Document Detail

Baseline characteristics in the Myopia Progression Study, a clinical trial of bifocals to slow myopia progression.
MedLine Citation:
PMID:  9703036     Owner:  NLM     Status:  MEDLINE    
BACKGROUND: Retrospective studies have indicated that myopic children with nearpoint esophoria experienced slower myopia progression if they wore bifocal glasses rather than single-vision glasses. A small, 18-month clinical trial also supported that finding, but the results were not statistically significant. The Myopia Progression Study was funded by the National Eye Institute to test more rigorously the efficacy of bifocals, compared with single-vision glasses, in slowing myopia progression in children with nearpoint esophoria. A secondary objective of the study was to identify other variables that might influence the rate of myopia progression. This report describes the design and methods of the Myopia Progression Study and the baseline characteristics of the subjects. METHODS: A 3-year, randomized clinical trial was initiated. Subjects were children between 6 and 12 years of age who were myopic (at least -0.50 D in each eye) and who demonstrated nearpoint esophoria by the von Graefe technique. RESULTS: Eighty-two children were enrolled. After blocking by gender and clinical site (two sites), subjects were randomly assigned to one of the two treatments: correction with single-vision spectacle lenses or correction with bifocal lenses having a +1.50 D add in a flattop segment. The average degree of myopia at baseline was -2.31 D (SD = 1.31 D). CONCLUSION: This clinical trial can be expected to determine the effectiveness of bifocal glasses in slowing the progression of myopia in children with nearpoint esophoria.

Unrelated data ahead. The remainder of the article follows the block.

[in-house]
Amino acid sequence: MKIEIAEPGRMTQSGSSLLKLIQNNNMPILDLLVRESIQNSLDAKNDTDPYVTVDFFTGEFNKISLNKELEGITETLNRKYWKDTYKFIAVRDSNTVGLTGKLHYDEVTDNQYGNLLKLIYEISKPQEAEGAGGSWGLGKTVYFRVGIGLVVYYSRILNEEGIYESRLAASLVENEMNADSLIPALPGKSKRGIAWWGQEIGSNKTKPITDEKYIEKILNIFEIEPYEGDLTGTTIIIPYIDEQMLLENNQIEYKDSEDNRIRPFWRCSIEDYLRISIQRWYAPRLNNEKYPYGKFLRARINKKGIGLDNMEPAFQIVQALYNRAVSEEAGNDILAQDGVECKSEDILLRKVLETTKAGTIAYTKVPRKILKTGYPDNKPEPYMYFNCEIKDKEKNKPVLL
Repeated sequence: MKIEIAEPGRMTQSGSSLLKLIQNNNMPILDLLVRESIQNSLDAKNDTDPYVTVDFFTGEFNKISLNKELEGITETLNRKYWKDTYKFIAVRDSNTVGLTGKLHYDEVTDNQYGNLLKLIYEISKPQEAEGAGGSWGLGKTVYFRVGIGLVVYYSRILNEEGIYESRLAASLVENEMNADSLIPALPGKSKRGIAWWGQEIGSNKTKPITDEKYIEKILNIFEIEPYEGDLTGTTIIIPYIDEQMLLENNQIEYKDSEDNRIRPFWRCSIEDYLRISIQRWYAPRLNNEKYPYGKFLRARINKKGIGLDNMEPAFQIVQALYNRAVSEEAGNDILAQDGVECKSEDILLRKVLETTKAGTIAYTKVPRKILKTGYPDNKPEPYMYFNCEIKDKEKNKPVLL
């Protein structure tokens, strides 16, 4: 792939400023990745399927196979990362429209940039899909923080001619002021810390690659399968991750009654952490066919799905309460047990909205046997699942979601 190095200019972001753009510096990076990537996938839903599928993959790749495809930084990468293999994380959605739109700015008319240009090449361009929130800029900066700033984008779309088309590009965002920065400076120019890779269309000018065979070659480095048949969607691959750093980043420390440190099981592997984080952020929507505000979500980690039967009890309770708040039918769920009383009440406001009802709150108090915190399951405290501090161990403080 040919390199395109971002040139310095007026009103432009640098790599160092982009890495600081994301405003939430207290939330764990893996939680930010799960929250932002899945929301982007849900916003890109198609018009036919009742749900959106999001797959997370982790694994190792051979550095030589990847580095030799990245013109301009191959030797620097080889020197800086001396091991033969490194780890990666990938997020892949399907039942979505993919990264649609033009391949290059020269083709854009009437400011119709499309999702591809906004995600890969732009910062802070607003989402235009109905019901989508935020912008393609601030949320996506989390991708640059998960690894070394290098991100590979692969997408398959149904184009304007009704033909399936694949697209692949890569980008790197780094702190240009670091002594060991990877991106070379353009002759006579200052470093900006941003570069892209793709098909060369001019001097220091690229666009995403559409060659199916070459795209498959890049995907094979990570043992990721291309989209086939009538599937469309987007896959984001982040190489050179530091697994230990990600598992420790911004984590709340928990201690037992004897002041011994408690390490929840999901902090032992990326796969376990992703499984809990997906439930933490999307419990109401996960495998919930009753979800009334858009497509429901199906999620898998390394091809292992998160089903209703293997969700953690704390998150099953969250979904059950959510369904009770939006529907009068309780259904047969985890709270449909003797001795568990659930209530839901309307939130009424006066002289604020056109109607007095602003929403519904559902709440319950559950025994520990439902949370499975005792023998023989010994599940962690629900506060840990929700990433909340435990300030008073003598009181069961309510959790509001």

G W Fulk; L A Cyert; D E Parker
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Publication Detail:
Type:  Clinical Trial; Journal Article; Multicenter Study; Randomized Controlled Trial; Research Support, U.S. Gov't, P.H.S.    
Journal Detail:
Title:  Optometry and vision science : official publication of the American Academy of Optometry     Volume:  75     ISSN:  1040-5488     ISO Abbreviation:  Optom Vis Sci     Publication Date:  1998 Jul 
Date Detail:
Created Date:  1998-10-01     Completed Date:  1998-10-01     Revised Date:  2007-11-14    
Medline Journal Info:
Nlm Unique ID:  8904931     Medline TA:  Optom Vis Sci     Country:  UNITED STATES    
Other Details:
Languages:  eng     Pagination:  485-92     Citation Subset:  IM    
College of Optometry, Northeastern State University, Tahlequah, Oklahoma 74464-7017, USA.
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MeSH Terms
Disease Progression
Myopia / physiopathology,  prevention & control*
Visual Acuity
Grant Support

From MEDLINE®/PubMed®, a database of the U.S. National Library of Medicine

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